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American Bar Association backs full voting rights for felons — even those currently in prison

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Bars Prison Jail - Dan Henson:Shutterstock.com

Bolstering a proposal which was denounced by centrists and conservatives as going “too far” in the fight for voting rights when Sen. Bernie Sanders backed it during the Democratic presidential primary, the American Bar Association won applause from rights advocates on Thursday regarding its support for full enfranchisement for current and former prison inmates.

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At its annual meeting earlier this month, the ABA adopted a resolution stating the organization would urge all levels of government to “repeal laws that disenfranchise persons based upon criminal conviction [and] restore voting rights to those currently and formerly incarcerated, including those on probation, parole, or any other community-based correctional program.”

The national lawyers’ association further said (pdf) that “no person convicted of crime” should be disenfranchised in the U.S. because of failure to pay fines, court fees, or other payments as a result of their conviction.

Parisa Dehghani-Tafti, who was elected last year to be commonwealth’s attorney, the top prosecutor for Arlington and Falls Church, Virginia was among the reform-minded attorneys who applauded the resolution—and wondered why she was criticized during her campaign for expressing support for prisoner’s voting rights.

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“Glad to see that ‘radical’ organization, the ABA, joined the fight,” tweeted Dehghani-Tafti.

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The proposal was introduced at the organization’s annual meeting, which was held between August 3 and 4.

“This Resolution follows a long American Bar Association tradition affirming and supporting the expansion of Americans’ right to vote,” the proposal presented at the conference reads. “This Resolution supports that progression by urging removal of restrictions on voting by incarcerated citizens and citizens under an order of imprisonment. In other words, beyond the many state laws that currently regulate re-enfranchisement after incarceration, this resolution calls for a guarantee of the right to vote for prisoners while incarcerated.”

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Wendy K. Mariner, chair of the ABA’s Section of Civil Rights and Social Justice, asked the ABA to consider that prisoner disenfranchisement laws “have been used to circumvent the right of African Americans to vote” and has disproportionately impacted Black and Latino people; that because Americans do not have their citizenship revoked when convicted of a crime, nor should they lose the rights that come with citizenship; and that incarcerated people in Maine, Vermont, and Puerto Rico already retain their right to vote.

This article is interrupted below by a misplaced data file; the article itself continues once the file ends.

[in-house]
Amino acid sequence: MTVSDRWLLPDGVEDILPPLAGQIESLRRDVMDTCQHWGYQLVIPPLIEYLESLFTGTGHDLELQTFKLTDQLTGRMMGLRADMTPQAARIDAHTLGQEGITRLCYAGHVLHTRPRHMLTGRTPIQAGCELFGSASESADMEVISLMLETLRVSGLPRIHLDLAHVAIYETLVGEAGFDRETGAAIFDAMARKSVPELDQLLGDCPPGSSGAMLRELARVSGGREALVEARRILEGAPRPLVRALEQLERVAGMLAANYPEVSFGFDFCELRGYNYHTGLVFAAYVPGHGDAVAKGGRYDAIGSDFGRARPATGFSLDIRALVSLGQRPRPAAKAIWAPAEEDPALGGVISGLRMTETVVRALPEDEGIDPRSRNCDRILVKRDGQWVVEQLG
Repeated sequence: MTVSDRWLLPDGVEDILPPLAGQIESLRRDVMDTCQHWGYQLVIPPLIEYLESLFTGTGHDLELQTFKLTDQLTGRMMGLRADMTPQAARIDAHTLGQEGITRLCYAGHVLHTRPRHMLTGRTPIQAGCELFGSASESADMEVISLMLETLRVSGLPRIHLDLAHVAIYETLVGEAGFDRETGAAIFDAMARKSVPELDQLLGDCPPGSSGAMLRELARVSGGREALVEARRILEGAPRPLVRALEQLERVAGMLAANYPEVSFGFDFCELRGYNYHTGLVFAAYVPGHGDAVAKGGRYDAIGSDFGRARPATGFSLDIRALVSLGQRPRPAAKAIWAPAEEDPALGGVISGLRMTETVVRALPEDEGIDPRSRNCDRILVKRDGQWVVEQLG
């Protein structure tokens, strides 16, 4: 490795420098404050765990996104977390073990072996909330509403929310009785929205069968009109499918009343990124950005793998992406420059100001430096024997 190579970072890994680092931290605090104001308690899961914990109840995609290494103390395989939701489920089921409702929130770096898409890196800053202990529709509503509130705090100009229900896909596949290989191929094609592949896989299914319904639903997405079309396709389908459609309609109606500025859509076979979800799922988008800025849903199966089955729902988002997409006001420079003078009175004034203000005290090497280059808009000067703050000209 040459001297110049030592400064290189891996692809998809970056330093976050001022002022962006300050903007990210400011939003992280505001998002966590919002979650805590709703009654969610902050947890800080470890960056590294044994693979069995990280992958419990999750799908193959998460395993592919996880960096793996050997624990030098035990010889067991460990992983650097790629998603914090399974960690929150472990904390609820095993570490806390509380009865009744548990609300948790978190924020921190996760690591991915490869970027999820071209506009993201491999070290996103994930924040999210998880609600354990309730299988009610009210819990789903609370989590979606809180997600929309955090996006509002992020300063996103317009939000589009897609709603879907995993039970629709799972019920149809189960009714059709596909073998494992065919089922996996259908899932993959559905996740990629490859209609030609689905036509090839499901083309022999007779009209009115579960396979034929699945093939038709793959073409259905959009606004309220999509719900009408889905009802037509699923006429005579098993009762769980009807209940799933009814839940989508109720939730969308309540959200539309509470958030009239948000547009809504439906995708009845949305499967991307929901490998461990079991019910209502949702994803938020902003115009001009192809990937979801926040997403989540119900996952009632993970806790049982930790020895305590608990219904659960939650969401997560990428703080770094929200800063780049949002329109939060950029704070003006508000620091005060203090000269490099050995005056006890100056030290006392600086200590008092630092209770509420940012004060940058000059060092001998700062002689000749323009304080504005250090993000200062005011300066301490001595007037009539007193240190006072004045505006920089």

Several countries including Canada, Denmark, Ireland, Spain, and South Africa also allow people convicted of felonies to vote.

“The right to vote is fundamental to United States citizenship and traditional notions of human dignity,” wrote Mariner. “Moreover, the right to vote recognizes and affirms each individual’s stake in our system of governance and encourages each one to participate productively in civic life.”

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Disenfranchisement leaves inmates at the mercy of voters outside of prison, the proposal noted, as prisoners are unable to express their views about who should oversee the facilities in which they’re held.

“The Mississippi Constitution provides that people convicted of 10 enumerated crimes permanently lose their right to vote,” wrote Mariner. “The state’s Attorney General has expanded the list to include another 12 offenses, such as carjacking and timber larceny. The funding and management of prisons are issues that directly affect incarcerated people and upon which they should have a vote.”

“Kudos to the ABA,” tweeted Eli Savit, a progressive Democratic nominee for prosecutor of Washtenaw County, Michigan, after the resolution was adopted.

The ABA’s action came weeks after the U.S. Supreme Court upheld a lower court ruling, which permitted Florida to bar former inmates from voting if they owe court fees or fines.

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The ruling sparked outrage among civil rights advocates last month and went against the will of Florida voters, 65% of whom approved Amendment 4 in November 2018. The amendment allowed former prisoners to vote if they had completed “all terms of [their] sentence,” but after assuming office in 2019, Republican Gov. Ron DeSantis and state GOP legislators retroactively changed the measure to include the payment of fees in addition to the completion of probation and prison time.

“This ABA resolution seems like a pretty pointed critique” of such disenfranchisement efforts, said Joshua B. Hoe, host of the podcast Decarceration Nation.

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